Online Safety Training for Shipping Lithium Ion and Metal Cells and Batteries
We’ve all heard of lithium batteries. We use them when we operate our mobile phones, Apple devices, and laptops. Doctors and nurses use lithium batteries when they operate wireless medical tools and equipment, and construction workers use a range of cordless power tools. Lithium batteries are also used in smartwatches and motor vehicles.
The rising dependency on lithium batteries resulting in a highly growing demand for lithium batteries in our everyday lives poses a few thought-provoking questions. Are lithium batteries dangerous or harmful? Can lithium batteries catch fire or explode? Are there other risks posed by using lithium batteries? Should people who manufacture, handle, and transport lithium batteries practice any safety measures?
The simple answer is YES to all the above questions. Lithium batteries have a higher energy density and flammable electrolytes in smaller packages, Hence, if not handled properly or damaged, they can short circuit, release heat, or cause fires.
However, the undisputed fact that we use lithium batteries every day and most of us have not faced any accidents or problems, is a testament that when handled appropriately, lithium batteries are as risky as any other electrical or electronic item we use that is powered by other types of batteries.
This does not mean that you can be careless. The careful use of lithium batteries is always advocated. Let’s watch the below video to better understand the dangers of lithium battery usage in our everyday lives, and what we can do to ensure we protect ourselves.
People Shipping Lithium Ion and Lithium Metal Batteries and Cells
For those in the business of shipping lithium batteries, ensuring their employees are protected against the hazards of explosions and fires that could result from damaged and incorrectly handled lithium cells and batteries, requires appropriate training. This is where the Hazardous Materials Regulations (HMR) of the U.S. Department of Transportation, the International Air Transport Association’s (IATA) Dangerous Goods Regulations (DGR), and the International Maritime Dangerous Goods (IMDG) Code come into play. These regulations and codes advocate those individuals involved in any aspect of shipping lithium batteries by highway, rail, air, or vessel to be given appropriate training by employers to ensure safety and health as well as compliance with regulations.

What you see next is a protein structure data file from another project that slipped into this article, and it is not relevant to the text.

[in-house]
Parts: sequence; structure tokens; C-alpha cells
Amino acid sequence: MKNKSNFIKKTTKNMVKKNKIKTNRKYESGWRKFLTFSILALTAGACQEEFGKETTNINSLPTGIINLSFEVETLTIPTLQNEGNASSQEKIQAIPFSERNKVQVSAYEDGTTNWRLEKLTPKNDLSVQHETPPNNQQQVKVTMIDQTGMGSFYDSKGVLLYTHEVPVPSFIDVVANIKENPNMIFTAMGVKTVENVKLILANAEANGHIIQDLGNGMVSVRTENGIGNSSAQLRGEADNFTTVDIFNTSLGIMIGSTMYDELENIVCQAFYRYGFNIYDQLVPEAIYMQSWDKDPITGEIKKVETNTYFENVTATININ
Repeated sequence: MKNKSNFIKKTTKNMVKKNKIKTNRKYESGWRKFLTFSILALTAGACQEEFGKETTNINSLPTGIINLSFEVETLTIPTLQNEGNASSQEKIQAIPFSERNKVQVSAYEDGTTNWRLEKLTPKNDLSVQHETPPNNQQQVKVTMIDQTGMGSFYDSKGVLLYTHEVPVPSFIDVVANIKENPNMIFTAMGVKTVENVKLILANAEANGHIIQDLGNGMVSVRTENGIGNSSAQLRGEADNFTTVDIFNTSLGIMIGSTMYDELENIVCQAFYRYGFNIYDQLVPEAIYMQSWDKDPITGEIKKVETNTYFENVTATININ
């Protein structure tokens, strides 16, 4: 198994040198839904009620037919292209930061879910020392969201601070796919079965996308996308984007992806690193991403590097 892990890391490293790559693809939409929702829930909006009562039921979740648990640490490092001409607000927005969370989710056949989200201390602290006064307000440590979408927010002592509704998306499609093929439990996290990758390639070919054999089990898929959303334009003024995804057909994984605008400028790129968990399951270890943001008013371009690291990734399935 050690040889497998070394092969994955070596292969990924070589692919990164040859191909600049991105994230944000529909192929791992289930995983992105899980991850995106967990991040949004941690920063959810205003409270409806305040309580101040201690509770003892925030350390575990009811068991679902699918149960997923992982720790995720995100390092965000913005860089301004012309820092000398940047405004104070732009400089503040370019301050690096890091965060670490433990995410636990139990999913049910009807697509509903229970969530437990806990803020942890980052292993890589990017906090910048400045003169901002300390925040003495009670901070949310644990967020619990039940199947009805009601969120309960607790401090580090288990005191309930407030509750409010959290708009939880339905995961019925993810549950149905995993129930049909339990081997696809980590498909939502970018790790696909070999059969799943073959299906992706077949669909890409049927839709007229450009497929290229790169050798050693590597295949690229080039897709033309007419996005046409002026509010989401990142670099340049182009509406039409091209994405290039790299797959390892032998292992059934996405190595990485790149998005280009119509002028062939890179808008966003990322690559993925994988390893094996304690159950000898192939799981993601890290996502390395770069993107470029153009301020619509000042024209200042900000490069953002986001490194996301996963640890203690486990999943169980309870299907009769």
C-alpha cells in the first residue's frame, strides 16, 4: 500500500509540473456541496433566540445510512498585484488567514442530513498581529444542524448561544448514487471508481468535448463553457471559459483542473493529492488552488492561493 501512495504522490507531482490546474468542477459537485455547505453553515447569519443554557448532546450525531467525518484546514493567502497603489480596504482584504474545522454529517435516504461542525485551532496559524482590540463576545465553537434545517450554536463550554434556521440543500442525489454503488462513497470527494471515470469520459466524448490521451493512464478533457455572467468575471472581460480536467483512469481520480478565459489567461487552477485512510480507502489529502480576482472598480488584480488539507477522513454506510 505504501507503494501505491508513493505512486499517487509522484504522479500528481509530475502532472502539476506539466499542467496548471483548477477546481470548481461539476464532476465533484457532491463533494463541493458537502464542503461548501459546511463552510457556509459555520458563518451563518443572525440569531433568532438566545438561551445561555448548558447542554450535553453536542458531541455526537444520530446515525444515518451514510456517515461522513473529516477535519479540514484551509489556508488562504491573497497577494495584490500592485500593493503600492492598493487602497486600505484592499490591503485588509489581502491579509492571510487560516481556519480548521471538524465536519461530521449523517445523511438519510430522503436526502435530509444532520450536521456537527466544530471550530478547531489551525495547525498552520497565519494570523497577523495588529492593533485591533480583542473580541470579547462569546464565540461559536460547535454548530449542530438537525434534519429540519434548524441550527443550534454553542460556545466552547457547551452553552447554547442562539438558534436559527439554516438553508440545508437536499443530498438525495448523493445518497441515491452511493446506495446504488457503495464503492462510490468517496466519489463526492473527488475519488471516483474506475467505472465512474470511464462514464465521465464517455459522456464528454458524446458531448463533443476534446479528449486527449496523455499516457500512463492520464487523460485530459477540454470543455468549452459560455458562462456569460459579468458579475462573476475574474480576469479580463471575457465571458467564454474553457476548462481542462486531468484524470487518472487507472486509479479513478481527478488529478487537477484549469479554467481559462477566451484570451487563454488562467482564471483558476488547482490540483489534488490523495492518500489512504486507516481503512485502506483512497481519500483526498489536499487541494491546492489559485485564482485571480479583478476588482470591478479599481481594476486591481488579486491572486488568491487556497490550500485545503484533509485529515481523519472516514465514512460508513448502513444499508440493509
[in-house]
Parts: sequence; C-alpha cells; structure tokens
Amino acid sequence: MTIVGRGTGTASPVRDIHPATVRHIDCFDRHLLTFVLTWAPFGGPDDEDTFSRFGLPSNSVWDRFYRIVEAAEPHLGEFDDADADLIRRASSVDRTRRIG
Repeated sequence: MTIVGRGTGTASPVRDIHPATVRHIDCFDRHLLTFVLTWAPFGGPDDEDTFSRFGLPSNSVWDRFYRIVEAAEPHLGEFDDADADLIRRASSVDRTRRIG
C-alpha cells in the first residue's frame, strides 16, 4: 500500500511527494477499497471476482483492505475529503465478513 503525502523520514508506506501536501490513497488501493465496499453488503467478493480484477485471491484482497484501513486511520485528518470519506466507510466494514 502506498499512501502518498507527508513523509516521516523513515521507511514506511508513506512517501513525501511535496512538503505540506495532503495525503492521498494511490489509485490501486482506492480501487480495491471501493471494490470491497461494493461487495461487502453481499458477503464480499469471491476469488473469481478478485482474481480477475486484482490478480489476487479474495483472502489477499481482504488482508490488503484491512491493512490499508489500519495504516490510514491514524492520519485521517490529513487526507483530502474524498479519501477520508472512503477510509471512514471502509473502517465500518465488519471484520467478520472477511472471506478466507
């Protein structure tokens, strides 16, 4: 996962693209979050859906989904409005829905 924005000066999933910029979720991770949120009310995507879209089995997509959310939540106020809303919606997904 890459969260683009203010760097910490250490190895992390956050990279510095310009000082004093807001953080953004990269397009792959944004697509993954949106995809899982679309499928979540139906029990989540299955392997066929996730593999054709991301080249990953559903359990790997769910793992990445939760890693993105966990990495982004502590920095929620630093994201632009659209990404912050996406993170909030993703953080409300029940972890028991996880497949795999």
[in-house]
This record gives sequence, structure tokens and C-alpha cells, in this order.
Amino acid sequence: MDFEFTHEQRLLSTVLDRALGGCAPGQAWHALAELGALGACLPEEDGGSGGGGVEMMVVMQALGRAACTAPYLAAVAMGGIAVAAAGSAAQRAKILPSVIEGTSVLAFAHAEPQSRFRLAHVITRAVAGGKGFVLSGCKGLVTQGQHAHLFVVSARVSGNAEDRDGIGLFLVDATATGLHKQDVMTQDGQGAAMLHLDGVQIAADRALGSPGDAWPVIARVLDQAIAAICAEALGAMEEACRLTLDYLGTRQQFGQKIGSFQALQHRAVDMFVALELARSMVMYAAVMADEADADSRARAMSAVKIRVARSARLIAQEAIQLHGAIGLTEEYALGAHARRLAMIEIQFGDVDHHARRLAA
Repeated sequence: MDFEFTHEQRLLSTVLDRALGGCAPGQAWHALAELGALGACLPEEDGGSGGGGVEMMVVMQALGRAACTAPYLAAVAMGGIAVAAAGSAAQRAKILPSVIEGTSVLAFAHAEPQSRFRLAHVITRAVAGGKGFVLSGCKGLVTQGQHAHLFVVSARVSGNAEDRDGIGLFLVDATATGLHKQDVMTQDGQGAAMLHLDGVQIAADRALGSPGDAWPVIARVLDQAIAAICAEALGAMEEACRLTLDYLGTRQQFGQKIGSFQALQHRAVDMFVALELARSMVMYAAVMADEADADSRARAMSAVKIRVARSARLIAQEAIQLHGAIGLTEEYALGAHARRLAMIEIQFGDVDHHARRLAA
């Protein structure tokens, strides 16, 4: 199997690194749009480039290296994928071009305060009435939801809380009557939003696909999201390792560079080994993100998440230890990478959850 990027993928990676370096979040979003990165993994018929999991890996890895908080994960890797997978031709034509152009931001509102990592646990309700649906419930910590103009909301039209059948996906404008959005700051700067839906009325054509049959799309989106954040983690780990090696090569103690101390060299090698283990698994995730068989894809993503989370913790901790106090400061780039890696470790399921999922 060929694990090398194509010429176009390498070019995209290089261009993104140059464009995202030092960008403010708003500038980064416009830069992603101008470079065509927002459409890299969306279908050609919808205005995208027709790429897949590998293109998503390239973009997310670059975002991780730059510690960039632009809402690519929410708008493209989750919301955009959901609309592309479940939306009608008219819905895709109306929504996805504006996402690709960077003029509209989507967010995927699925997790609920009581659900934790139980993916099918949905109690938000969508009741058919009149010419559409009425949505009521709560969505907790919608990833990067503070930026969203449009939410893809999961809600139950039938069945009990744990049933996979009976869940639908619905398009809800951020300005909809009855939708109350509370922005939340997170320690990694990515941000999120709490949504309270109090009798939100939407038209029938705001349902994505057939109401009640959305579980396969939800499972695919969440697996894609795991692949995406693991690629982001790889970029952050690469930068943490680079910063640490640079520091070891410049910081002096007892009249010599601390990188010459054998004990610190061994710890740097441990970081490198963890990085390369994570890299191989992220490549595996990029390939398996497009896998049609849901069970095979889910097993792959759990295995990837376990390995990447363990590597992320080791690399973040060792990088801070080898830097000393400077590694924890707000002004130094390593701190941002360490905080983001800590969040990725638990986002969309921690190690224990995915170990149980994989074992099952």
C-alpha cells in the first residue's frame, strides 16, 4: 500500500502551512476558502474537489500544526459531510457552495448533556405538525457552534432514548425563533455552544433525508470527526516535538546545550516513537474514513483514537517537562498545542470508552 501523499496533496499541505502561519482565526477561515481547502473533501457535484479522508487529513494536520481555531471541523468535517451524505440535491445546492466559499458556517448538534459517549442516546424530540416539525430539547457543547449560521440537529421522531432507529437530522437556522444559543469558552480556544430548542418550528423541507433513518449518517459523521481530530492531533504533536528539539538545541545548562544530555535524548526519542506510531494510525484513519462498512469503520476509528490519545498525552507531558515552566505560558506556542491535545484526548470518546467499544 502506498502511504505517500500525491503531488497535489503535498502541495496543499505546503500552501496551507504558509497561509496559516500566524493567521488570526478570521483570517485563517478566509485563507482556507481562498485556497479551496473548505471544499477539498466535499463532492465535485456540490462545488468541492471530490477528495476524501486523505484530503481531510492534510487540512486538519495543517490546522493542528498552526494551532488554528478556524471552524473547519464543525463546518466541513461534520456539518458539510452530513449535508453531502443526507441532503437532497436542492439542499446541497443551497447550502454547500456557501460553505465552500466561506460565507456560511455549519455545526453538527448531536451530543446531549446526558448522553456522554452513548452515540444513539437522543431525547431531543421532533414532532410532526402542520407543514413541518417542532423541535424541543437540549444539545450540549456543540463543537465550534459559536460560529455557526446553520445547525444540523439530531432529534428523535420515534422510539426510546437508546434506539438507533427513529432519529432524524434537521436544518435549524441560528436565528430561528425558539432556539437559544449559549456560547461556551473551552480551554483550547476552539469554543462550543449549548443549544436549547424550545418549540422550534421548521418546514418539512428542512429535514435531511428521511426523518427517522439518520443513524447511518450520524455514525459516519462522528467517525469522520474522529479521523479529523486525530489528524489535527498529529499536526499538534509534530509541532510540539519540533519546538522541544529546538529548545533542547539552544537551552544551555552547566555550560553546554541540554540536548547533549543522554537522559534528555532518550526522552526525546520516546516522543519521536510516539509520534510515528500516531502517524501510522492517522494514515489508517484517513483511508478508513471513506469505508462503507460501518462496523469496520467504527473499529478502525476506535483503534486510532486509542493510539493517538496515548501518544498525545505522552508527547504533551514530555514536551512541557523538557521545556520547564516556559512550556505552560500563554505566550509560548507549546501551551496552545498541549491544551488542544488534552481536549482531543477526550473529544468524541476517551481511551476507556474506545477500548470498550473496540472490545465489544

In addition, workers involved in the design, manufacture, inspection, maintenance, reconditioning, repair, or test packages, containers, or packaging components that are used for the transportation of lithium batteries must also receive safety training related to shipping lithium batteries. Furthermore, personnel undertaking tasks such as marking, labeling, or packaging that indicate lithium batteries are present in a package being transported in commerce must also have appropriate knowledge of the best practices and rules and regulations related to shipping lithium batteries. Compliance officers who certify that all applicable requirements of the HMR, IMO, and ICAO are being met, and persons responsible for the safety of hazardous materials during transportation are also required to be given safety training related to shipping stand-alone, packed with, or contained in equipment lithium batteries and cells.